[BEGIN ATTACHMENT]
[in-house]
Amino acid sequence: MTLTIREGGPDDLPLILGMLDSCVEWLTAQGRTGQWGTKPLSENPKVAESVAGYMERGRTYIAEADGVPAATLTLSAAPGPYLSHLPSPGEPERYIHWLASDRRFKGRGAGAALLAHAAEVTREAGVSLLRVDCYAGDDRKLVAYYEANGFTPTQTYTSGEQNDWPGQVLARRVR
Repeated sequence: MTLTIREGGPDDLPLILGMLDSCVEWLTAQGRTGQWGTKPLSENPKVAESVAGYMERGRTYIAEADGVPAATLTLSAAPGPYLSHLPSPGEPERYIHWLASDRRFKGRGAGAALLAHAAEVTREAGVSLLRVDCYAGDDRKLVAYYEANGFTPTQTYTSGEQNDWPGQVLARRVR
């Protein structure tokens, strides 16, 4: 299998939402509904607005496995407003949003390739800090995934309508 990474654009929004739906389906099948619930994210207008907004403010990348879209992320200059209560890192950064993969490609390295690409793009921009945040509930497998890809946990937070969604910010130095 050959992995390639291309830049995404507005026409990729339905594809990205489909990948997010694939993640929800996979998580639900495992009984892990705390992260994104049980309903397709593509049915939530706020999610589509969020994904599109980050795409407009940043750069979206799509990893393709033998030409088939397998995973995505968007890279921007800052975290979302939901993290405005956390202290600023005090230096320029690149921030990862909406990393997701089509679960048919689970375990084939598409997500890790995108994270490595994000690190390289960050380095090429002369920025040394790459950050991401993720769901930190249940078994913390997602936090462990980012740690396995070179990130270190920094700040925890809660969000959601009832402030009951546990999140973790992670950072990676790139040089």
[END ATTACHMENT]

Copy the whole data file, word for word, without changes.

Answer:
[in-house]
Amino acid sequence: MTLTIREGGPDDLPLILGMLDSCVEWLTAQGRTGQWGTKPLSENPKVAESVAGYMERGRTYIAEADGVPAATLTLSAAPGPYLSHLPSPGEPERYIHWLASDRRFKGRGAGAALLAHAAEVTREAGVSLLRVDCYAGDDRKLVAYYEANGFTPTQTYTSGEQNDWPGQVLARRVR
Repeated sequence: MTLTIREGGPDDLPLILGMLDSCVEWLTAQGRTGQWGTKPLSENPKVAESVAGYMERGRTYIAEADGVPAATLTLSAAPGPYLSHLPSPGEPERYIHWLASDRRFKGRGAGAALLAHAAEVTREAGVSLLRVDCYAGDDRKLVAYYEANGFTPTQTYTSGEQNDWPGQVLARRVR
């Protein structure tokens, strides 16, 4: 299998939402509904607005496995407003949003390739800090995934309508 990474654009929004739906389906099948619930994210207008907004403010990348879209992320200059209560890192950064993969490609390295690409793009921009945040509930497998890809946990937070969604910010130095 050959992995390639291309830049995404507005026409990729339905594809990205489909990948997010694939993640929800996979998580639900495992009984892990705390992260994104049980309903397709593509049915939530706020999610589509969020994904599109980050795409407009940043750069979206799509990893393709033998030409088939397998995973995505968007890279921007800052975290979302939901993290405005956390202290600023005090230096320029690149921030990862909406990393997701089509679960048919689970375990084939598409997500890790995108994270490595994000690190390289960050380095090429002369920025040394790459950050991401993720769901930190249940078994913390997602936090462990980012740690396995070179990130270190920094700040925890809660969000959601009832402030009951546990999140973790992670950072990676790139040089």